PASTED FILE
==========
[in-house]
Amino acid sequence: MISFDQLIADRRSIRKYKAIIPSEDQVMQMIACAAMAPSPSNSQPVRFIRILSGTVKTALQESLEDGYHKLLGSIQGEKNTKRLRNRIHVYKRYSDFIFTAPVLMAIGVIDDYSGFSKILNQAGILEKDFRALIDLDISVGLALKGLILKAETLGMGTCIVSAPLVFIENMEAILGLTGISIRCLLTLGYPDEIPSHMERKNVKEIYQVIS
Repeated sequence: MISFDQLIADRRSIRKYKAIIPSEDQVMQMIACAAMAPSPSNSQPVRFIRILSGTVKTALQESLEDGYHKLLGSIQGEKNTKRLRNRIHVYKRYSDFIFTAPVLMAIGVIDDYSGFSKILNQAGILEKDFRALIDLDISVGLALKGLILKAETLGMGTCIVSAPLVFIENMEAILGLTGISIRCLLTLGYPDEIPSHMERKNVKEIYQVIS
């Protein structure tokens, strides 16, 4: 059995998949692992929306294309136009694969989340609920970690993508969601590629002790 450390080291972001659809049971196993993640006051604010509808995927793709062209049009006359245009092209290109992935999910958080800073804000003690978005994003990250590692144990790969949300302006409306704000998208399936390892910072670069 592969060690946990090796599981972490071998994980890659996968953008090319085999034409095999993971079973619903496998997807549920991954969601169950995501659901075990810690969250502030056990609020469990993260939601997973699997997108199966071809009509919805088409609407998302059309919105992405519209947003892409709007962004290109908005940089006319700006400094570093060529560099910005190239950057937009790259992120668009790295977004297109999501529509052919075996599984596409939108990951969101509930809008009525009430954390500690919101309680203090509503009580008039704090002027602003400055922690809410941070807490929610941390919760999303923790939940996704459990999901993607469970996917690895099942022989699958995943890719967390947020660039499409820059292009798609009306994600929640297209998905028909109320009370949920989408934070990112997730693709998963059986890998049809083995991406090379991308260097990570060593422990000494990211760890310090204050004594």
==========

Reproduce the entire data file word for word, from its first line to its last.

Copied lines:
[in-house]
Amino acid sequence: MISFDQLIADRRSIRKYKAIIPSEDQVMQMIACAAMAPSPSNSQPVRFIRILSGTVKTALQESLEDGYHKLLGSIQGEKNTKRLRNRIHVYKRYSDFIFTAPVLMAIGVIDDYSGFSKILNQAGILEKDFRALIDLDISVGLALKGLILKAETLGMGTCIVSAPLVFIENMEAILGLTGISIRCLLTLGYPDEIPSHMERKNVKEIYQVIS
Repeated sequence: MISFDQLIADRRSIRKYKAIIPSEDQVMQMIACAAMAPSPSNSQPVRFIRILSGTVKTALQESLEDGYHKLLGSIQGEKNTKRLRNRIHVYKRYSDFIFTAPVLMAIGVIDDYSGFSKILNQAGILEKDFRALIDLDISVGLALKGLILKAETLGMGTCIVSAPLVFIENMEAILGLTGISIRCLLTLGYPDEIPSHMERKNVKEIYQVIS
């Protein structure tokens, strides 16, 4: 059995998949692992929306294309136009694969989340609920970690993508969601590629002790 450390080291972001659809049971196993993640006051604010509808995927793709062209049009006359245009092209290109992935999910958080800073804000003690978005994003990250590692144990790969949300302006409306704000998208399936390892910072670069 592969060690946990090796599981972490071998994980890659996968953008090319085999034409095999993971079973619903496998997807549920991954969601169950995501659901075990810690969250502030056990609020469990993260939601997973699997997108199966071809009509919805088409609407998302059309919105992405519209947003892409709007962004290109908005940089006319700006400094570093060529560099910005190239950057937009790259992120668009790295977004297109999501529509052919075996599984596409939108990951969101509930809008009525009430954390500690919101309680203090509503009580008039704090002027602003400055922690809410941070807490929610941390919760999303923790939940996704459990999901993607469970996917690895099942022989699958995943890719967390947020660039499409820059292009798609009306994600929640297209998905028909109320009370949920989408934070990112997730693709998963059986890998049809083995991406090379991308260097990570060593422990000494990211760890310090204050004594």